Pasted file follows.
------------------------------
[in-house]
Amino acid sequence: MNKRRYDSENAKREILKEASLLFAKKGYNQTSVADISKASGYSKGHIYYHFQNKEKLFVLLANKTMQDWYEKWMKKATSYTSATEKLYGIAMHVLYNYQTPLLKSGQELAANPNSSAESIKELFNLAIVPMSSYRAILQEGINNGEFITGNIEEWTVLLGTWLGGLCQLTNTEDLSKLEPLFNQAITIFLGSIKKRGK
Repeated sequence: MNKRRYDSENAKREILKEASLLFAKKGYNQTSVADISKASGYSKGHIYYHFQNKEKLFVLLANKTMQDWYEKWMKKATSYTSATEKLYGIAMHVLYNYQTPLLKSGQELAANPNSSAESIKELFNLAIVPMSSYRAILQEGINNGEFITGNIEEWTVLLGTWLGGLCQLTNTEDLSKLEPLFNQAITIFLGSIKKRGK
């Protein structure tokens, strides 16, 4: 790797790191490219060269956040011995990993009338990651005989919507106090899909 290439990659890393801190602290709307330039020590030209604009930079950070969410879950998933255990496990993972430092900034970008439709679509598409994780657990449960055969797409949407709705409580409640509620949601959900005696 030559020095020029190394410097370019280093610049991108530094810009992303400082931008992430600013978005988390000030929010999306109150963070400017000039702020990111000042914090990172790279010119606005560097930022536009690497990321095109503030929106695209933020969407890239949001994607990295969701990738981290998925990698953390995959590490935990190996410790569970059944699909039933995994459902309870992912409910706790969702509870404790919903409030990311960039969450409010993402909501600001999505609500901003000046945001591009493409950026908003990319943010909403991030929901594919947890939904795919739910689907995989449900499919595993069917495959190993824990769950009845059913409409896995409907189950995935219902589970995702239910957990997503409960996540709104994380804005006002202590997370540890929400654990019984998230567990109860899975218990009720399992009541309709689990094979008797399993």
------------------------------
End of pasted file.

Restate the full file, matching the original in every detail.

[in-house]
Amino acid sequence: MNKRRYDSENAKREILKEASLLFAKKGYNQTSVADISKASGYSKGHIYYHFQNKEKLFVLLANKTMQDWYEKWMKKATSYTSATEKLYGIAMHVLYNYQTPLLKSGQELAANPNSSAESIKELFNLAIVPMSSYRAILQEGINNGEFITGNIEEWTVLLGTWLGGLCQLTNTEDLSKLEPLFNQAITIFLGSIKKRGK
Repeated sequence: MNKRRYDSENAKREILKEASLLFAKKGYNQTSVADISKASGYSKGHIYYHFQNKEKLFVLLANKTMQDWYEKWMKKATSYTSATEKLYGIAMHVLYNYQTPLLKSGQELAANPNSSAESIKELFNLAIVPMSSYRAILQEGINNGEFITGNIEEWTVLLGTWLGGLCQLTNTEDLSKLEPLFNQAITIFLGSIKKRGK
């Protein structure tokens, strides 16, 4: 790797790191490219060269956040011995990993009338990651005989919507106090899909 290439990659890393801190602290709307330039020590030209604009930079950070969410879950998933255990496990993972430092900034970008439709679509598409994780657990449960055969797409949407709705409580409640509620949601959900005696 030559020095020029190394410097370019280093610049991108530094810009992303400082931008992430600013978005988390000030929010999306109150963070400017000039702020990111000042914090990172790279010119606005560097930022536009690497990321095109503030929106695209933020969407890239949001994607990295969701990738981290998925990698953390995959590490935990190996410790569970059944699909039933995994459902309870992912409910706790969702509870404790919903409030990311960039969450409010993402909501600001999505609500901003000046945001591009493409950026908003990319943010909403991030929901594919947890939904795919739910689907995989449900499919595993069917495959190993824990769950009845059913409409896995409907189950995935219902589970995702239910957990997503409960996540709104994380804005006002202590997370540890929400654990019984998230567990109860899975218990009720399992009541309709689990094979008797399993």